These wonderfully decorative patterns on paper, known as Chiyogami, are silkscreened onto machine made sheets of mixed kozo and sulphite. They are more popularly known as Yuzen in the United States.
Originally, Chiyogami designs were developed in the Edo period as woodblock prints by papermakers during the farming season for use as accessories in the house to enliven the interiors. They were based on the bright kimono textiles which the papermakers from the countryside saw on the fashionable wealthier ladies in the larger cities, especially in Kyoto, where the area known as Yuzen had become famous for its sophisticated techniques for dyeing cloth.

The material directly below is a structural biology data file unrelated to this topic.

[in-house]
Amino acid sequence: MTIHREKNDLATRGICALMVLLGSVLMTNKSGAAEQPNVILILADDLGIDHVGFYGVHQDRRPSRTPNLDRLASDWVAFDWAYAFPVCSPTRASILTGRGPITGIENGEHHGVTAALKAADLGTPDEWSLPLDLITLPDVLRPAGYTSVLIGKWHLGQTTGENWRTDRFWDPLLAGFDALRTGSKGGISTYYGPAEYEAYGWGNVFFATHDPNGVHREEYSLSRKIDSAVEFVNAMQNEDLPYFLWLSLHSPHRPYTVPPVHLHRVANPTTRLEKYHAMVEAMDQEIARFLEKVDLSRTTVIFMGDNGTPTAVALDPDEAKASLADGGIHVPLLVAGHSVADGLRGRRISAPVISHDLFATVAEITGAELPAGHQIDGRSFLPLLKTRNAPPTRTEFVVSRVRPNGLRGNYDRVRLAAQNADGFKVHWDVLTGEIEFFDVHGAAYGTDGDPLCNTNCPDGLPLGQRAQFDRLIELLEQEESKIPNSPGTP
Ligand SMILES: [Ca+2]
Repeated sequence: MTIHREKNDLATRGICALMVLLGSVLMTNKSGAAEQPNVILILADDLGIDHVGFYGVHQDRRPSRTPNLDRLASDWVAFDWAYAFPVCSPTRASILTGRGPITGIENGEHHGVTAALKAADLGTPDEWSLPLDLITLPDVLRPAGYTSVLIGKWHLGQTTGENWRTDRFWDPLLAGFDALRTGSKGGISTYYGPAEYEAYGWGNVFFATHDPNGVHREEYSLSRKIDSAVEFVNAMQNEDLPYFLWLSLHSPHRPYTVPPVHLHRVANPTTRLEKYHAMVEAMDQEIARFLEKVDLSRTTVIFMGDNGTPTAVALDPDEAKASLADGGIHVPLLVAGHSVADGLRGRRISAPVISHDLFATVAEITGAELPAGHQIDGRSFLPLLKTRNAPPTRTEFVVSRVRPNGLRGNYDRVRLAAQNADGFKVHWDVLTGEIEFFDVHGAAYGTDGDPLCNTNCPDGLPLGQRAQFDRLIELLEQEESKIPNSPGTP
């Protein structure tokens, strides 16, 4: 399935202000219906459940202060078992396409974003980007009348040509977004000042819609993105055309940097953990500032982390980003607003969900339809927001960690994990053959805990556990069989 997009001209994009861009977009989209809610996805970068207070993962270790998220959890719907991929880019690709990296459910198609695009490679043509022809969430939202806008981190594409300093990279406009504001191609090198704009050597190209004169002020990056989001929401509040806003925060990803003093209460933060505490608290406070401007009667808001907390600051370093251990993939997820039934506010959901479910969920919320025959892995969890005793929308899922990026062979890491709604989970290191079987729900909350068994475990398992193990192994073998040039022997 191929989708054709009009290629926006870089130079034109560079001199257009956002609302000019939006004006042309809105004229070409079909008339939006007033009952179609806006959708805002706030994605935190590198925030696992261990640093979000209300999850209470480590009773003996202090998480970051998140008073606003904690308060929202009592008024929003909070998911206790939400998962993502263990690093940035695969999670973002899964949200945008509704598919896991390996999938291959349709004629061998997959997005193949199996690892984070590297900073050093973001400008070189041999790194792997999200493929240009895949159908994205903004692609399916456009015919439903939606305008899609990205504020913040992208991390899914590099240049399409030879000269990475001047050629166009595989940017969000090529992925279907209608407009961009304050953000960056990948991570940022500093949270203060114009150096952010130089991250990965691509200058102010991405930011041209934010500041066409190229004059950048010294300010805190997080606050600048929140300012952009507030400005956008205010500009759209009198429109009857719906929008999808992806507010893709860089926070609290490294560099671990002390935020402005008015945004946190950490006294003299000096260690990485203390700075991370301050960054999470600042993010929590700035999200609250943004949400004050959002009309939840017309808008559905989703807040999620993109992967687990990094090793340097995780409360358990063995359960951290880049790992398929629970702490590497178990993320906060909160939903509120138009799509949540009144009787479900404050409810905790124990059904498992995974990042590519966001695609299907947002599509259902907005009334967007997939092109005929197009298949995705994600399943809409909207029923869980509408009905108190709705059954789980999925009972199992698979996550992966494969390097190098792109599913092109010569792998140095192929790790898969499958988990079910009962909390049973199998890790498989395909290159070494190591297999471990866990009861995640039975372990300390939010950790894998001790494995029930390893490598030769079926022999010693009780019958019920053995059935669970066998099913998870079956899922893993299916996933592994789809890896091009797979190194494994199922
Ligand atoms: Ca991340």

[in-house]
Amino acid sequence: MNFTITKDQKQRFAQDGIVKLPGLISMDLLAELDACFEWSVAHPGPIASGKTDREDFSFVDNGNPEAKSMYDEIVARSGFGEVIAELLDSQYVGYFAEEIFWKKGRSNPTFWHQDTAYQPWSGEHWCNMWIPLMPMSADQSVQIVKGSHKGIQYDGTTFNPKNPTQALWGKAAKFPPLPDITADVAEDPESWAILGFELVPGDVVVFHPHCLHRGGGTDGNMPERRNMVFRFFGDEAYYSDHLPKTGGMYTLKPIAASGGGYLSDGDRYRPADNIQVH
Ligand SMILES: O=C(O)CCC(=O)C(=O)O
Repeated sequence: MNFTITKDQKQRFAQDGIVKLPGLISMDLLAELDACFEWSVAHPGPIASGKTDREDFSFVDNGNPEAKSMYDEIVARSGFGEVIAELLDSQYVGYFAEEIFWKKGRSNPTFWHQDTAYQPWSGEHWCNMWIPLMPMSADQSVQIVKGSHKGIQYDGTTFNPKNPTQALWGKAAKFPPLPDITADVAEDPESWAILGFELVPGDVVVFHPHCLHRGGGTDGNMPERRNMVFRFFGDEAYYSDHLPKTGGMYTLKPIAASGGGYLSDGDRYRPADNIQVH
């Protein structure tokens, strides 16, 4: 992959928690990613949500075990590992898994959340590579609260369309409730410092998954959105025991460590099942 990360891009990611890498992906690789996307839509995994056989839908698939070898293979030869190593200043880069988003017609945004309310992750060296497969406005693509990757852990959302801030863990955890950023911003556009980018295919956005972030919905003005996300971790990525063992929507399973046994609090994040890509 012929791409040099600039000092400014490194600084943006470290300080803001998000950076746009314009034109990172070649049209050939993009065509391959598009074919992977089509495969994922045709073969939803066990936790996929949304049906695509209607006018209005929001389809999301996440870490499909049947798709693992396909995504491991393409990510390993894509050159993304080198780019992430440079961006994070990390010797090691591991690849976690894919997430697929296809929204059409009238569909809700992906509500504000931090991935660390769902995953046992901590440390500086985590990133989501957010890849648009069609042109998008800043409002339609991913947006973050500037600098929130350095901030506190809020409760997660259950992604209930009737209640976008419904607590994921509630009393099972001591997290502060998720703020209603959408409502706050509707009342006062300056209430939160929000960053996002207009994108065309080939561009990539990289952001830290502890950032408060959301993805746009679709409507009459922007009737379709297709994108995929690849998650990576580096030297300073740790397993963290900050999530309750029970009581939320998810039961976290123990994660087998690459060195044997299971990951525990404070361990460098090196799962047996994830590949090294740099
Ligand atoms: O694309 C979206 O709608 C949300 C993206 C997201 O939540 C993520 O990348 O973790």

Chiyogami was meant to be cut into pieces and made into paper dolls or pasted on tea tins or small paper boxes; still today the scale of the patterns is reminiscent of these early uses. And still many of the symbols depicted hearken back to auspicious occasions when fancy kimonos would be worn: cranes for long life; bamboo for flexibility; plum blossoms and pine boughs for beauty and longevity.
The striking pigment colours, careful registration of screens and wide range of designs make these papers ideal for picture mats, books and box making.